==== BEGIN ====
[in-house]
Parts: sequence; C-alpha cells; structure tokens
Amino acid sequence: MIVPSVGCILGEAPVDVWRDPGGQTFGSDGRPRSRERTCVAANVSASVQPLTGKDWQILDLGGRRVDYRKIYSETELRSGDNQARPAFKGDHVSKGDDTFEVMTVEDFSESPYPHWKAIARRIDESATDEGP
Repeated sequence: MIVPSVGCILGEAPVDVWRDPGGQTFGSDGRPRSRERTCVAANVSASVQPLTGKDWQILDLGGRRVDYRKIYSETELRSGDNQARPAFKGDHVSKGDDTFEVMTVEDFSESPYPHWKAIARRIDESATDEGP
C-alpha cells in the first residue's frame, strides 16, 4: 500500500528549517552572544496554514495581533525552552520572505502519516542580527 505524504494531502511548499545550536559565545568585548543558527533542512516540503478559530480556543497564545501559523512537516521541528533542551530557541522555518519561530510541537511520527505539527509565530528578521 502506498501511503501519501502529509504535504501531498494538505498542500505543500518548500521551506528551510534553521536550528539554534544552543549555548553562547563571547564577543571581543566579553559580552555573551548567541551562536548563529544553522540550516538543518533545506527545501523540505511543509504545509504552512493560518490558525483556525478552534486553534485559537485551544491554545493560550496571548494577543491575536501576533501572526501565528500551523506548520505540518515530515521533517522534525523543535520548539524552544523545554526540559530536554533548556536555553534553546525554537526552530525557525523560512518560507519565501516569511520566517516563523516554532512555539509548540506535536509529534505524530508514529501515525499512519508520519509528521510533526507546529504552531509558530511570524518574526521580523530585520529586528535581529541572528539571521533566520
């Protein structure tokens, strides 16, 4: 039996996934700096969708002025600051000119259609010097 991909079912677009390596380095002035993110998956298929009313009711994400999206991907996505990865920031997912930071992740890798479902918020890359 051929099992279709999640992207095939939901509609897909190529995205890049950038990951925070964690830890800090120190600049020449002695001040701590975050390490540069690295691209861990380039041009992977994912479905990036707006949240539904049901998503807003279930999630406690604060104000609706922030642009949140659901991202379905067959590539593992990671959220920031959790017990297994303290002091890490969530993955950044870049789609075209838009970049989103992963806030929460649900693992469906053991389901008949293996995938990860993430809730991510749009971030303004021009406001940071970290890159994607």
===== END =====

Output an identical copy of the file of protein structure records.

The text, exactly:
[in-house]
Parts: sequence; C-alpha cells; structure tokens
Amino acid sequence: MIVPSVGCILGEAPVDVWRDPGGQTFGSDGRPRSRERTCVAANVSASVQPLTGKDWQILDLGGRRVDYRKIYSETELRSGDNQARPAFKGDHVSKGDDTFEVMTVEDFSESPYPHWKAIARRIDESATDEGP
Repeated sequence: MIVPSVGCILGEAPVDVWRDPGGQTFGSDGRPRSRERTCVAANVSASVQPLTGKDWQILDLGGRRVDYRKIYSETELRSGDNQARPAFKGDHVSKGDDTFEVMTVEDFSESPYPHWKAIARRIDESATDEGP
C-alpha cells in the first residue's frame, strides 16, 4: 500500500528549517552572544496554514495581533525552552520572505502519516542580527 505524504494531502511548499545550536559565545568585548543558527533542512516540503478559530480556543497564545501559523512537516521541528533542551530557541522555518519561530510541537511520527505539527509565530528578521 502506498501511503501519501502529509504535504501531498494538505498542500505543500518548500521551506528551510534553521536550528539554534544552543549555548553562547563571547564577543571581543566579553559580552555573551548567541551562536548563529544553522540550516538543518533545506527545501523540505511543509504545509504552512493560518490558525483556525478552534486553534485559537485551544491554545493560550496571548494577543491575536501576533501572526501565528500551523506548520505540518515530515521533517522534525523543535520548539524552544523545554526540559530536554533548556536555553534553546525554537526552530525557525523560512518560507519565501516569511520566517516563523516554532512555539509548540506535536509529534505524530508514529501515525499512519508520519509528521510533526507546529504552531509558530511570524518574526521580523530585520529586528535581529541572528539571521533566520
């Protein structure tokens, strides 16, 4: 039996996934700096969708002025600051000119259609010097 991909079912677009390596380095002035993110998956298929009313009711994400999206991907996505990865920031997912930071992740890798479902918020890359 051929099992279709999640992207095939939901509609897909190529995205890049950038990951925070964690830890800090120190600049020449002695001040701590975050390490540069690295691209861990380039041009992977994912479905990036707006949240539904049901998503807003279930999630406690604060104000609706922030642009949140659901991202379905067959590539593992990671959220920031959790017990297994303290002091890490969530993955950044870049789609075209838009970049989103992963806030929460649900693992469906053991389901008949293996995938990860993430809730991510749009971030303004021009406001940071970290890159994607």